Snow Survey Shows Sierra Is High and Dry

Water agencies expected gloomy results from the season’s last snow survey, and those worries were realized May 2 with the Department of Water Resources reporting California’s snowpack water content is only 17% of normal for the date.

Manual snow readings taken Thursday by DWR near Echo Summit were: Lyons Creek (6,700 feet) with 3.3 inches of water content, 15% of average; Phillips Station (6,800 feet) with no snow; and Alpha (7,600 feet) with 1.2 inches of water content, only 5% of normal.

Electronic readings gathered around the state showed water content in the northern mountains is 16% of normal for the date, the central Sierra is at 23% and the southern Sierra is at 9%.

In addition, beginning in April a new collaboration between DWR and NASA’s Jet Propulsion Laboratory began mapping the Sierra snowpack from the sky. A Twin Otter aircraft carrying NASA's Airborne Snow Observatory took weekly flights over the Tuolumne River Basin. The system’s lasers and spectrometers measure snowpack volume and snow melt. NASA plans to expand the airborne mapping program to the entire Sierra Nevada and Upper Colorado River Basin.

Despite the dry conditions reported Thursday, the state’s major reservoirs remain near or above average levels, with the exception of San Luis Reservoir, which is at 59% of average in part due to Delta pumping restrictions enacted earlier this year to protect smelt. The wet November and December filled the state’s reservoirs, but the historically dry January through March took a big toll on snowpack.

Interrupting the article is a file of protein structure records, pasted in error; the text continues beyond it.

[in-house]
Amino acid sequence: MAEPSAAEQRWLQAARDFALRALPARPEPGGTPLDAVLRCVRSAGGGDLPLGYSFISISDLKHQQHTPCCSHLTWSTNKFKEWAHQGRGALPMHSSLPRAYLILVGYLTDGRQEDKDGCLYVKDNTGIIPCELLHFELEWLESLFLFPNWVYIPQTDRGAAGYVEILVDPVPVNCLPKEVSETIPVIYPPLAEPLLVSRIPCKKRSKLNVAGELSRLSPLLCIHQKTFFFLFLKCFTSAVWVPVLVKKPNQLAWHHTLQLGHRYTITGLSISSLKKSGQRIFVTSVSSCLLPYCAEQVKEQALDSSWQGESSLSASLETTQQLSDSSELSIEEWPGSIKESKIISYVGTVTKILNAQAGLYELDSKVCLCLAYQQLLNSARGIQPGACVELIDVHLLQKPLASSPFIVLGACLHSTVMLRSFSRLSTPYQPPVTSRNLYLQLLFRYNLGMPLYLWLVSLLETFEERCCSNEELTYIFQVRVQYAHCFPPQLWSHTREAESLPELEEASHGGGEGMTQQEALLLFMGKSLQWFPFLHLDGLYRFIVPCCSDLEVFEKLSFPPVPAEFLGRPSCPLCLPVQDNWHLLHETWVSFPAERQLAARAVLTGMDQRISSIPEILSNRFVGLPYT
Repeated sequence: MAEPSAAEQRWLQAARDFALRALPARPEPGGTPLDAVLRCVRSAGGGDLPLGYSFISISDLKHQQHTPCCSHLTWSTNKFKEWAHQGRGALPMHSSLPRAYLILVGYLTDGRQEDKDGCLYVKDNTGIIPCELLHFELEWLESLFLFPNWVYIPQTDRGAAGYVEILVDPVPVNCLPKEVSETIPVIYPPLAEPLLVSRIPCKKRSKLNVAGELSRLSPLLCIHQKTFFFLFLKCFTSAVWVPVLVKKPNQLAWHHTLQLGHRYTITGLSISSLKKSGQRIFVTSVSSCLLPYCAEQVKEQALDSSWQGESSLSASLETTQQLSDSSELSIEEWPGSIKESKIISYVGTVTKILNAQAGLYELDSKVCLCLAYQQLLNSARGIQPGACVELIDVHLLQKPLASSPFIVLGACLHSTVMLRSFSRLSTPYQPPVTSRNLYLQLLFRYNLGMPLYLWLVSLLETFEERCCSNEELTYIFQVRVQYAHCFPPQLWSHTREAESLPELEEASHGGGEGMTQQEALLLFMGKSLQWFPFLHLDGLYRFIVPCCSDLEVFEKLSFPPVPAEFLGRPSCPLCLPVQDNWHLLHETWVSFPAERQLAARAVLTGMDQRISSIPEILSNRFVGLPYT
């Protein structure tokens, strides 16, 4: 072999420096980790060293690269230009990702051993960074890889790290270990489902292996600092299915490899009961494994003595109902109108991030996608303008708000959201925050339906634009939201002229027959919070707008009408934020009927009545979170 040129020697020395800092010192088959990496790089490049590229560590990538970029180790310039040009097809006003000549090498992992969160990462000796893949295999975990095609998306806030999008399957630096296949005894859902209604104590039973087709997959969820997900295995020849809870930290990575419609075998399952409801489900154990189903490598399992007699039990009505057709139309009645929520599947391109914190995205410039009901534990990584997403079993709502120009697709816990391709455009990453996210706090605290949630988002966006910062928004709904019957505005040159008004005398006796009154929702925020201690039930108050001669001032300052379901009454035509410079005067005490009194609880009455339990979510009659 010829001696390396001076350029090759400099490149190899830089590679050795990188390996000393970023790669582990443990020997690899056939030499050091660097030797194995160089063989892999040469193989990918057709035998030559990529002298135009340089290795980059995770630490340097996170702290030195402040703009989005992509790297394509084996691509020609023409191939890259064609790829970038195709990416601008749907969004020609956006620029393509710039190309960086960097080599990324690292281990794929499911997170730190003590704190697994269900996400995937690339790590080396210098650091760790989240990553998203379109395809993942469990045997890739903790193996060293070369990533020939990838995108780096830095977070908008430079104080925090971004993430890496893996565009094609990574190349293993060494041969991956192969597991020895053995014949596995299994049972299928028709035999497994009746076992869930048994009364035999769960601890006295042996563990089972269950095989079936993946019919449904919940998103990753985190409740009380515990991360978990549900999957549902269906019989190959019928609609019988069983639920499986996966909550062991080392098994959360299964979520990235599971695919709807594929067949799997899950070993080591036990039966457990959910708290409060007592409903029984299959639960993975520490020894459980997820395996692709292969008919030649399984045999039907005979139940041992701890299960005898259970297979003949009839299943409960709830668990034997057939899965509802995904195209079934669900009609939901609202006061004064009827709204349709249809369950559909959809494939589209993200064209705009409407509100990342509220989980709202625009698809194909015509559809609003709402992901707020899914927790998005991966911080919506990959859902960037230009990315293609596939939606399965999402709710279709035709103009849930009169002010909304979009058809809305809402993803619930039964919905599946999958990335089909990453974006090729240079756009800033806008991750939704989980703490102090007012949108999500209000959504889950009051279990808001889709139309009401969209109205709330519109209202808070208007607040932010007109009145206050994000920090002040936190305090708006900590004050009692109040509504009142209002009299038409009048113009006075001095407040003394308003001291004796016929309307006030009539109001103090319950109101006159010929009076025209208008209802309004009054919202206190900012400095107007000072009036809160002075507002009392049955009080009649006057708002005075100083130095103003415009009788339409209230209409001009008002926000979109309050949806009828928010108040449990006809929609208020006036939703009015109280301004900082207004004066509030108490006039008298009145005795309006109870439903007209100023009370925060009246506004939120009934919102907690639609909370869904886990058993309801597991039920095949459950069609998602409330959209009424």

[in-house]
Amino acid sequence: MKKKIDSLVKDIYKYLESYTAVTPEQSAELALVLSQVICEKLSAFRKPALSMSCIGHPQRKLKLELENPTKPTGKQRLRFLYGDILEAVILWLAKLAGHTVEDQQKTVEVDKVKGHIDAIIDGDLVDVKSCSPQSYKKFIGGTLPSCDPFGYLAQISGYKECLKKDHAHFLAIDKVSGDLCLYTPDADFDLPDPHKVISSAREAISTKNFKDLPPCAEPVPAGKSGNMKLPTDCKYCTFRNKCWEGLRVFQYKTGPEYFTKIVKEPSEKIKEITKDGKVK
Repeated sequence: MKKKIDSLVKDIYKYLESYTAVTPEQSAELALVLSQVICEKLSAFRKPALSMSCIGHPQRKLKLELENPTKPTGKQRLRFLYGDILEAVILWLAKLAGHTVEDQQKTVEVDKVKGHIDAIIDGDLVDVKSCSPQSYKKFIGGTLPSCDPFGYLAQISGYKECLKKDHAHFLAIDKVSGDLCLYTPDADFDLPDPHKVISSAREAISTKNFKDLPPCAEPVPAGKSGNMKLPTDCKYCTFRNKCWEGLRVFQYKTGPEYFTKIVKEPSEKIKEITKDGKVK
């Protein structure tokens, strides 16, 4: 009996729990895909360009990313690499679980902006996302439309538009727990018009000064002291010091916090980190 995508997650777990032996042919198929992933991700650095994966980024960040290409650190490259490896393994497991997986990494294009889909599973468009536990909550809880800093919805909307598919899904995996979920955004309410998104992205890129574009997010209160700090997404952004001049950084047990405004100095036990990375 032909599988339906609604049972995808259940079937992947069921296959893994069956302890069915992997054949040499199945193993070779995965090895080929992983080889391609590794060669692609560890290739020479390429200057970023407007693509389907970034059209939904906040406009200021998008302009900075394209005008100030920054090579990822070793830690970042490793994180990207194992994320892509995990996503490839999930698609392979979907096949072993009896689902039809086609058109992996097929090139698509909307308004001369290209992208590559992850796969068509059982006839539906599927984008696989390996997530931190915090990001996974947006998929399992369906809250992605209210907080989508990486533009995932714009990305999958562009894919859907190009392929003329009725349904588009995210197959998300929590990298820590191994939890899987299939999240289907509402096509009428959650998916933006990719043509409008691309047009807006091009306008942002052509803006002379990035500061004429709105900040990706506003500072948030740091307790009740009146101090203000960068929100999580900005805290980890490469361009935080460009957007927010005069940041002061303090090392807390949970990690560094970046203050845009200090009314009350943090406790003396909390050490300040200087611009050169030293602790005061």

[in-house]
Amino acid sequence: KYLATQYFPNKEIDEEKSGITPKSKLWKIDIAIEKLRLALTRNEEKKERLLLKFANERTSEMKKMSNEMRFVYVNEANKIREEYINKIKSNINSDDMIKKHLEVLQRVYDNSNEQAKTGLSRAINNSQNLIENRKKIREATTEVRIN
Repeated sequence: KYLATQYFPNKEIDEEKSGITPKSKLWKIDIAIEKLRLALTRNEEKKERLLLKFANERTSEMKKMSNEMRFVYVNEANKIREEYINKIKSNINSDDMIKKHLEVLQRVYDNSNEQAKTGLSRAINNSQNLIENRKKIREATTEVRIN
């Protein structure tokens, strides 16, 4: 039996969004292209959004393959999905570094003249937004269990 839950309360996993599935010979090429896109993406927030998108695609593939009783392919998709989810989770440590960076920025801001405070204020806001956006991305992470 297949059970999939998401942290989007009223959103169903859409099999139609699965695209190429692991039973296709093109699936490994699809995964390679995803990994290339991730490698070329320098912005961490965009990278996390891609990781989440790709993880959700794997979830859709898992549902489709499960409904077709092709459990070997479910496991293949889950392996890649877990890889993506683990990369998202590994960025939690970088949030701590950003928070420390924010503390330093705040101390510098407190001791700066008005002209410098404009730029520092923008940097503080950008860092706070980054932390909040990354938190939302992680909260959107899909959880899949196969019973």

“Reservoir storage will meet much of the state’s water demand this year, but successive dry years would create drought conditions in some areas,” DWR state in a news announcement Thursday.

DWR currently projects it will only be able to deliver 35% of requested amounts from the State Water Project. Central Valley Project allocations currently are at 20% for agricultural water service contractors south of the Delta, and are at 70% of historical use for CVP municipal and industrial water service contractors south of the Delta.

In response to the latest snow survey readings, DWR Director Mark Cowin and others reiterated that continued commitment to the Bay Delta Conservation Plan would help solve conflicts between water deliveries and pumping restrictions aimed at protecting fisheries.

“The low snowpack measurements reinforce how important it is for our state’s water delivery system to be flexible enough to take advantage of extremely wet times so we can prepare for these dry spells,” said Terry Erlewine, general manager of the State Water Contractors.